Craft Beer, Fine Wine, Artisan Spirits, and Mouthgasmic Food.

Thursday, October 29, 2009

Cruzan Rum tasting at 219 West

My wonderful photographer and I were invited to a Cruzan Rum tasting dinner at 219 West.  We've both done beer tastings and wine tastings, but spirit tasting was new to us.  Needless to say, we were both pleasantly surprised.  It was also my first visit to 219 West. I was not only blown away by the time and effort put into preparing the food, the staff was extremely friendly and thoughtful. 

We started off the night with pineapple Cruzan coconut mimosas.  Bright, refreshing, with a subtle finish of coconut made this drink unique and tasty. 

Fresh Ahi Tuna Tartare with Chipolte vinegar and cilantro oil, and mango habanero guacamole was paired with a Cruzan Mango Mojito.  The mango habanero guacamole was my favorite part of the dish.  Sweet plus spicy and the texture of avocados was fabulous.  The heat wasn't too much, and the cool minty mojito was a nice complement.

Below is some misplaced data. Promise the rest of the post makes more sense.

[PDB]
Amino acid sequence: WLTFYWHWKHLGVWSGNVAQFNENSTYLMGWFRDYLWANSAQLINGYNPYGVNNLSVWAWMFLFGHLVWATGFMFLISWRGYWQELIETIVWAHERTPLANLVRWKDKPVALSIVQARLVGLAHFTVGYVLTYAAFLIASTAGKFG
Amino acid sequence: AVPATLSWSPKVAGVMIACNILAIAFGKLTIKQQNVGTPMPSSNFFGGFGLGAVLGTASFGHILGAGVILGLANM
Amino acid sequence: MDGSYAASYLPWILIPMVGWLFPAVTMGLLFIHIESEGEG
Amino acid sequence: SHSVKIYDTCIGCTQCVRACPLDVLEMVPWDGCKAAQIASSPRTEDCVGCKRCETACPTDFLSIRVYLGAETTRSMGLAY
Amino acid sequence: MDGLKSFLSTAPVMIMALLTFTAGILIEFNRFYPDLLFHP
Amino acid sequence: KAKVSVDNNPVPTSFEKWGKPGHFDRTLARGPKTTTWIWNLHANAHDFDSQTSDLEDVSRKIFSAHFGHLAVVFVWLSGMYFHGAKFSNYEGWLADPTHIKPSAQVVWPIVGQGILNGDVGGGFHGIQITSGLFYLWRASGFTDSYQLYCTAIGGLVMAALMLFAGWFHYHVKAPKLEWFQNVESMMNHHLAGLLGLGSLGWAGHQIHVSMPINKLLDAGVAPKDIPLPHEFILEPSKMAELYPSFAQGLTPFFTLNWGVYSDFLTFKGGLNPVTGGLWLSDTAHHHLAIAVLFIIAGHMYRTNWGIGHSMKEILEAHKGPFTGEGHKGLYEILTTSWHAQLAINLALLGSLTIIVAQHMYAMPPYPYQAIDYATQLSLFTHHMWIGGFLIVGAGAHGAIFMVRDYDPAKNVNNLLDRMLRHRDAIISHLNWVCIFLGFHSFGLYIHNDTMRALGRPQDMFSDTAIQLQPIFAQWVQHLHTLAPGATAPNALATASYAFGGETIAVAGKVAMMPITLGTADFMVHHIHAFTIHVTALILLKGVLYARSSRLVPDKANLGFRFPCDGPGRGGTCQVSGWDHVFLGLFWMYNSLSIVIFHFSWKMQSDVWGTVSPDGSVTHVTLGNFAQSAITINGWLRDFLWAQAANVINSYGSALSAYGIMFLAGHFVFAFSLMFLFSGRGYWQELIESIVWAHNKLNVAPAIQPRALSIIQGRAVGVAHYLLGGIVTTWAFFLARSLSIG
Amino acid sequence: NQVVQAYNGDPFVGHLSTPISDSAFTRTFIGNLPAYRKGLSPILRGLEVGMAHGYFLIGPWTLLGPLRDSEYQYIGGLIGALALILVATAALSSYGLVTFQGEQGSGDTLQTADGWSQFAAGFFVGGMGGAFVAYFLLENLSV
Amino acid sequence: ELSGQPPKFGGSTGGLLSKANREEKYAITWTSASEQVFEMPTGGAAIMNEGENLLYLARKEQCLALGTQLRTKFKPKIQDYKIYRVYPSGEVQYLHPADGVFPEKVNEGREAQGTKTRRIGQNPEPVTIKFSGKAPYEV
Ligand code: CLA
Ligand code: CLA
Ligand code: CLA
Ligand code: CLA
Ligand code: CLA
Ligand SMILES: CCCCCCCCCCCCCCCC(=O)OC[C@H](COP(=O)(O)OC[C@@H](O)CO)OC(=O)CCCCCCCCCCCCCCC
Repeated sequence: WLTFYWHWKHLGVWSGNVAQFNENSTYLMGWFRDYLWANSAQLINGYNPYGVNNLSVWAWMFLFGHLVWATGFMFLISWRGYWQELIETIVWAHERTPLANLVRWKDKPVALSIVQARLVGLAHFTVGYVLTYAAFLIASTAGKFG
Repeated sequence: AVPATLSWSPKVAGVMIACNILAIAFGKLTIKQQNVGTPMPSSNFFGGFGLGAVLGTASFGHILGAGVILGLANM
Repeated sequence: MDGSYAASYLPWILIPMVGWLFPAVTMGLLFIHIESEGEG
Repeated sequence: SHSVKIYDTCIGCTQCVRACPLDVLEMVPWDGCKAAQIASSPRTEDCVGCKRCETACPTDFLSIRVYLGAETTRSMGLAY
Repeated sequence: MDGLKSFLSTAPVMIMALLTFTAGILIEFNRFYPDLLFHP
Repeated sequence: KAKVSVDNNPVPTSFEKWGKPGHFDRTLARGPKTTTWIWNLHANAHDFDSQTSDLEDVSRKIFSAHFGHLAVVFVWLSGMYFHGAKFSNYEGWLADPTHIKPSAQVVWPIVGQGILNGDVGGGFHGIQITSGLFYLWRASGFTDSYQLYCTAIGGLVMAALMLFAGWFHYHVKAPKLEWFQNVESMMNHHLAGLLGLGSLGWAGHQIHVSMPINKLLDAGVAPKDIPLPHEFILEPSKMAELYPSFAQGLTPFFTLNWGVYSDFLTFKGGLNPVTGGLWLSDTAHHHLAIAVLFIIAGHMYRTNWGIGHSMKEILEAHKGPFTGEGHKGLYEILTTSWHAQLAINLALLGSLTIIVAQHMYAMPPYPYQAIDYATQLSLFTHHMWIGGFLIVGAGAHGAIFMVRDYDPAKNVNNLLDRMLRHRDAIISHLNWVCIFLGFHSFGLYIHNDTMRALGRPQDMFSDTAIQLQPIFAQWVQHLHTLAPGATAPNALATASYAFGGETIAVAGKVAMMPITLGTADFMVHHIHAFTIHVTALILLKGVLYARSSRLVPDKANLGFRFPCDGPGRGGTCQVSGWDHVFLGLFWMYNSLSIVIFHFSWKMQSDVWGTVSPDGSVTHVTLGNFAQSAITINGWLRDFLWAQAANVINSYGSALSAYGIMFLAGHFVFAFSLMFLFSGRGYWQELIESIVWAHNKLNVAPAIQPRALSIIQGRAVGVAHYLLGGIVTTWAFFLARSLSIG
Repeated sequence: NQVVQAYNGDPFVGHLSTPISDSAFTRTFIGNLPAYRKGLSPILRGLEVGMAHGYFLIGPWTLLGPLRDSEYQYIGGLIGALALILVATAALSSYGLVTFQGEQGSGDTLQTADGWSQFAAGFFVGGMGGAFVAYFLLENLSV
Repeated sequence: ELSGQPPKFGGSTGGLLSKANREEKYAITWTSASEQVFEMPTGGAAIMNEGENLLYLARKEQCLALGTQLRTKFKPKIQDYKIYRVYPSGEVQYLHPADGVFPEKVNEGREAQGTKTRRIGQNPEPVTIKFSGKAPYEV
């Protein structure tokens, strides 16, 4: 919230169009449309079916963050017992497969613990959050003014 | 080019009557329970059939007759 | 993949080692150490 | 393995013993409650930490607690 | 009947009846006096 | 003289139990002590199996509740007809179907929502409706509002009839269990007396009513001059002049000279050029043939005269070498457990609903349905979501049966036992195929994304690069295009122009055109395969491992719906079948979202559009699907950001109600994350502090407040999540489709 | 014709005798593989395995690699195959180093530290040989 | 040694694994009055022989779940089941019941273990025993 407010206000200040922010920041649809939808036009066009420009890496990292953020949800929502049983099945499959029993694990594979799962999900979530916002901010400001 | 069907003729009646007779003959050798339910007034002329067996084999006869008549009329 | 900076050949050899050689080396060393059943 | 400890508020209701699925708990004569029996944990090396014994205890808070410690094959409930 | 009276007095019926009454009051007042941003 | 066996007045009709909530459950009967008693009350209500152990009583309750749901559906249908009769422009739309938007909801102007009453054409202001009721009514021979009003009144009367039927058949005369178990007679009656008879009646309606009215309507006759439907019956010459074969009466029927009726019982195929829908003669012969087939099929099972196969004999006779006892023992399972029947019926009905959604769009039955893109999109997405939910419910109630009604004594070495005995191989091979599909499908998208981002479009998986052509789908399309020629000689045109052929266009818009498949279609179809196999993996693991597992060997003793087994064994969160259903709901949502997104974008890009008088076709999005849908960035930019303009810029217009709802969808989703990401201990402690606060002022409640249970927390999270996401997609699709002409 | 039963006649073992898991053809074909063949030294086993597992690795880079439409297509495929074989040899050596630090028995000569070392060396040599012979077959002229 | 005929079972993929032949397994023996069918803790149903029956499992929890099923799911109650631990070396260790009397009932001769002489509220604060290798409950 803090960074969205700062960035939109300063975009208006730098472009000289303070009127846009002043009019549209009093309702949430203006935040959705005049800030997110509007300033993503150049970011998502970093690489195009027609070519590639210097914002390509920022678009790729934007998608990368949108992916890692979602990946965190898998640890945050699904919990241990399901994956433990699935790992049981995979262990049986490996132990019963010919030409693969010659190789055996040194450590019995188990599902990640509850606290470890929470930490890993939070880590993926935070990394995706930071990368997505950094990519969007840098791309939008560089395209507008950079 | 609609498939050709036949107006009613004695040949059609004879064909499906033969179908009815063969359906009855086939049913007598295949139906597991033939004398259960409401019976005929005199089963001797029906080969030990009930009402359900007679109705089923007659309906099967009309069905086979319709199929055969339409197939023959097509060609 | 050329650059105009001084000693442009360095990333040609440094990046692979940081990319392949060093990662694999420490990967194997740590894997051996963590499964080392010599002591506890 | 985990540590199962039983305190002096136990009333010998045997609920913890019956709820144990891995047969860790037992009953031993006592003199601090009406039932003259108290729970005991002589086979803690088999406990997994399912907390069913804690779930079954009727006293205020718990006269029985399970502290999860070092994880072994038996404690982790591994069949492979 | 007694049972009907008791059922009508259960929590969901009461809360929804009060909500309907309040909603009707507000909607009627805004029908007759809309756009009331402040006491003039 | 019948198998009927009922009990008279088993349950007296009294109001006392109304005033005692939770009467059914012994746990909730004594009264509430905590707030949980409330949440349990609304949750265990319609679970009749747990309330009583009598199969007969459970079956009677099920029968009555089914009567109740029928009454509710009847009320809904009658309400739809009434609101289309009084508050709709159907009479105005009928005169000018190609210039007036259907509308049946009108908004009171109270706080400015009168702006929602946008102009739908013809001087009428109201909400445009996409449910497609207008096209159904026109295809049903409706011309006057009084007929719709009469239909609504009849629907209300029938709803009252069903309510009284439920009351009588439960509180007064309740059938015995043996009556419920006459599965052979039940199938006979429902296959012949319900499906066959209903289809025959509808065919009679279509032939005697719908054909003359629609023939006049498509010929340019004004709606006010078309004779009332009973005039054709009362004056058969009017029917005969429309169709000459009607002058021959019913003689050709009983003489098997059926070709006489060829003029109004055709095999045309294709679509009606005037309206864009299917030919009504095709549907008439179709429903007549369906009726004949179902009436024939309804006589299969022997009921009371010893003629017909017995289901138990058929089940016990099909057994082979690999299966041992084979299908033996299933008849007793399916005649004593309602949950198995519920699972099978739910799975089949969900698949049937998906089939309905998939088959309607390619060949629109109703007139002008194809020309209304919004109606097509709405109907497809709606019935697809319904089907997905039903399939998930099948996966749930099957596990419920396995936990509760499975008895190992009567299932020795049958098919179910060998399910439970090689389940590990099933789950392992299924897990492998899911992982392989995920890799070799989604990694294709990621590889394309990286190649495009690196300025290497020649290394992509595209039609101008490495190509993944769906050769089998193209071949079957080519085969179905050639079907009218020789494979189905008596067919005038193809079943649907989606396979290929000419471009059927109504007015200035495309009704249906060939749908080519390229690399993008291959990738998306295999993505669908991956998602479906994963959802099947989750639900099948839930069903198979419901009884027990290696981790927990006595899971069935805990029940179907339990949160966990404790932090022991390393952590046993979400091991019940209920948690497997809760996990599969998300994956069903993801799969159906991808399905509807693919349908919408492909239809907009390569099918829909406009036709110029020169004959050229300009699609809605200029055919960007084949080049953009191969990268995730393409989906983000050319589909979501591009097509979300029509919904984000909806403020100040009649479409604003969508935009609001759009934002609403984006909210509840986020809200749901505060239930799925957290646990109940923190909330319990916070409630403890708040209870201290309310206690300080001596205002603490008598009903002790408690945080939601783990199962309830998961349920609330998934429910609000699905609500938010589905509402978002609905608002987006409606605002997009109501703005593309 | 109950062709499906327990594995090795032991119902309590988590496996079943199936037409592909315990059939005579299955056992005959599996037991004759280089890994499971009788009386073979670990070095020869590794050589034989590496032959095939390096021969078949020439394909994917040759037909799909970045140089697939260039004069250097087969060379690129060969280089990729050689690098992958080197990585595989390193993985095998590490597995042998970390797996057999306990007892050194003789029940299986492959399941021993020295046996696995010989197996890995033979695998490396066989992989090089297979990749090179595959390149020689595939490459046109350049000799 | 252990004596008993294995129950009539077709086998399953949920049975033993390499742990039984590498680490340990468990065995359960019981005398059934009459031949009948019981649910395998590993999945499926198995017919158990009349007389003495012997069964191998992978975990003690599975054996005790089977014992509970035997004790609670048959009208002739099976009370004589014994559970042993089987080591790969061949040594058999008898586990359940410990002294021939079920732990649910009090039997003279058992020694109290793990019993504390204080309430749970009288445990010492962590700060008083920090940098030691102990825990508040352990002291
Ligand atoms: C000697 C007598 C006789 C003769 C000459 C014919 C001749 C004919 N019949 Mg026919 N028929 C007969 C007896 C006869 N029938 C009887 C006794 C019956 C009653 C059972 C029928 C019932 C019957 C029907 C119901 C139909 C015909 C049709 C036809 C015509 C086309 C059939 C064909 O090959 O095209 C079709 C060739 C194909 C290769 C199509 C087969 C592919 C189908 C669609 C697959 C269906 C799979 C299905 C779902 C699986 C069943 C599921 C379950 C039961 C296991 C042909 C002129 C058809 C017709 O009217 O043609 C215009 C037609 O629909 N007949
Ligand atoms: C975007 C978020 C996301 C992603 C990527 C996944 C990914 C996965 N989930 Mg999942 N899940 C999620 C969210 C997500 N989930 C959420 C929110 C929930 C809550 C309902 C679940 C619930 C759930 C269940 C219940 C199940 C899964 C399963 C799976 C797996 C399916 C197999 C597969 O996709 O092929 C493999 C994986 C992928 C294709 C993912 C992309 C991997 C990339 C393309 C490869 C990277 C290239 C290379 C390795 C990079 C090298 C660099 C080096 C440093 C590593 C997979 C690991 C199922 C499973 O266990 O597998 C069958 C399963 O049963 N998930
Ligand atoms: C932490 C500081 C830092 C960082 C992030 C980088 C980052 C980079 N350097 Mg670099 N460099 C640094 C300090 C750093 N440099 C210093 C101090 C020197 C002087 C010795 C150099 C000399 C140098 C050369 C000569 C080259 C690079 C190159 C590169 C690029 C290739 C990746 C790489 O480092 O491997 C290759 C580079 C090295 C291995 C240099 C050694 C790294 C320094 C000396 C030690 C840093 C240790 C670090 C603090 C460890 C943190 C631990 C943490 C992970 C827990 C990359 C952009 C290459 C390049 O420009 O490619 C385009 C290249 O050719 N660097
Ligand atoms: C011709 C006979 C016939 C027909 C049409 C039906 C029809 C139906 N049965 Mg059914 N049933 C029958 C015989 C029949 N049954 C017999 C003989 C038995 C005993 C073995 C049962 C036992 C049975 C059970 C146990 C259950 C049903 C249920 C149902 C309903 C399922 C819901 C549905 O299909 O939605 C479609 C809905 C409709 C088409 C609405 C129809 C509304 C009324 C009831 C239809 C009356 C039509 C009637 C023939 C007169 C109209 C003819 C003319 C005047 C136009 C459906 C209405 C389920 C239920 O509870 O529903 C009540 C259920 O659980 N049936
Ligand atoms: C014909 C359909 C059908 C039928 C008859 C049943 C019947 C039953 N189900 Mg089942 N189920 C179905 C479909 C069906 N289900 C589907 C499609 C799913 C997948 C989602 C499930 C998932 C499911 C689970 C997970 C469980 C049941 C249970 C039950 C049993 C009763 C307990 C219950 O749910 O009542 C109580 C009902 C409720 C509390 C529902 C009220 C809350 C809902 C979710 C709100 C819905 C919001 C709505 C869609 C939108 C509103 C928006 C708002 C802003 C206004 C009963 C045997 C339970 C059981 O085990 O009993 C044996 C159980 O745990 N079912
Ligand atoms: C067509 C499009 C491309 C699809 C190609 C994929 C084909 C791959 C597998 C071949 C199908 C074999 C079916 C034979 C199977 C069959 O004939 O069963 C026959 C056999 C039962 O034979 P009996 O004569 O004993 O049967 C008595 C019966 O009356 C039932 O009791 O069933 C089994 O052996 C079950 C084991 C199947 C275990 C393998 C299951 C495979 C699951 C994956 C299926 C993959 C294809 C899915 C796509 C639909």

Spinach and arugula salad topped with crimini mushrooms, hickory smoked bacon, crumbled blue cheese, candied spiced pecans and a raspberry champagne vinaigrette was paired with a Cruzan raspberry champagne martini. The bitterness of the salad contrasted with the bacon and candied pecans well.  The surprising combination of pungent blue cheese with the sweet pecans and smoky bacon was fantastic.  Props to the chef for coming up with that combo.

Next up was grilled lamb chops, roasted garlic whipped potatoes, grilled asparagus, and arbol jelly served with Cruzan Black Cherry Sangria.  The lamb was served medium, and is one of the most tender pieces of lamb I have ever had.  It was sweet, juicy, tender, and flavorful.  The arbol jelly on the side accentuated the sweetness of the lamb, and the heat at the end gave it just a little kick.  The sangria wasn't overly fruity, and it finished with the cherry note on the end.  This was quite a nice pairing.